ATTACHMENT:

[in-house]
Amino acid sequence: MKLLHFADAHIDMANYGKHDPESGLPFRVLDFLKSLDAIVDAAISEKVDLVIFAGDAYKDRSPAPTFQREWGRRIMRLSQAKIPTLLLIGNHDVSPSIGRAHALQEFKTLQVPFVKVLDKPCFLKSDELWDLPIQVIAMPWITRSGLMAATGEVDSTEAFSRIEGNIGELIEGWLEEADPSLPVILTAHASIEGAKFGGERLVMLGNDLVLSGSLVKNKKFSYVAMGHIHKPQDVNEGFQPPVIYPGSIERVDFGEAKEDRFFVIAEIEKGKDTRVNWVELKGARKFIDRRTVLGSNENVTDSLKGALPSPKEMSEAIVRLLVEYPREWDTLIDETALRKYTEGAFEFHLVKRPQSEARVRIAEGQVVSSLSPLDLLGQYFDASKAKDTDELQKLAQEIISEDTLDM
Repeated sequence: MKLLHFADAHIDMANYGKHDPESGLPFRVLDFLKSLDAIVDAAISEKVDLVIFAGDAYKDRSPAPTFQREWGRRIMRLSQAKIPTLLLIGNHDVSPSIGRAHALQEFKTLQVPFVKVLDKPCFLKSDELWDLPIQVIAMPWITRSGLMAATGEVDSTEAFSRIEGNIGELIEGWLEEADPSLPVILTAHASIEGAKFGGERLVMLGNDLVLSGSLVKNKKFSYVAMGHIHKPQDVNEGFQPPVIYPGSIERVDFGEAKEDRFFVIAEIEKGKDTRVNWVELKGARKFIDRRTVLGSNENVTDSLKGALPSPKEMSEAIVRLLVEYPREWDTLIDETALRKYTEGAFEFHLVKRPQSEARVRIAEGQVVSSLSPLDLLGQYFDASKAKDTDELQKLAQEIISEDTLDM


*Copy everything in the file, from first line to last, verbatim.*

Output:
[in-house]
Amino acid sequence: MKLLHFADAHIDMANYGKHDPESGLPFRVLDFLKSLDAIVDAAISEKVDLVIFAGDAYKDRSPAPTFQREWGRRIMRLSQAKIPTLLLIGNHDVSPSIGRAHALQEFKTLQVPFVKVLDKPCFLKSDELWDLPIQVIAMPWITRSGLMAATGEVDSTEAFSRIEGNIGELIEGWLEEADPSLPVILTAHASIEGAKFGGERLVMLGNDLVLSGSLVKNKKFSYVAMGHIHKPQDVNEGFQPPVIYPGSIERVDFGEAKEDRFFVIAEIEKGKDTRVNWVELKGARKFIDRRTVLGSNENVTDSLKGALPSPKEMSEAIVRLLVEYPREWDTLIDETALRKYTEGAFEFHLVKRPQSEARVRIAEGQVVSSLSPLDLLGQYFDASKAKDTDELQKLAQEIISEDTLDM
Repeated sequence: MKLLHFADAHIDMANYGKHDPESGLPFRVLDFLKSLDAIVDAAISEKVDLVIFAGDAYKDRSPAPTFQREWGRRIMRLSQAKIPTLLLIGNHDVSPSIGRAHALQEFKTLQVPFVKVLDKPCFLKSDELWDLPIQVIAMPWITRSGLMAATGEVDSTEAFSRIEGNIGELIEGWLEEADPSLPVILTAHASIEGAKFGGERLVMLGNDLVLSGSLVKNKKFSYVAMGHIHKPQDVNEGFQPPVIYPGSIERVDFGEAKEDRFFVIAEIEKGKDTRVNWVELKGARKFIDRRTVLGSNENVTDSLKGALPSPKEMSEAIVRLLVEYPREWDTLIDETALRKYTEGAFEFHLVKRPQSEARVRIAEGQVVSSLSPLDLLGQYFDASKAKDTDELQKLAQEIISEDTLDM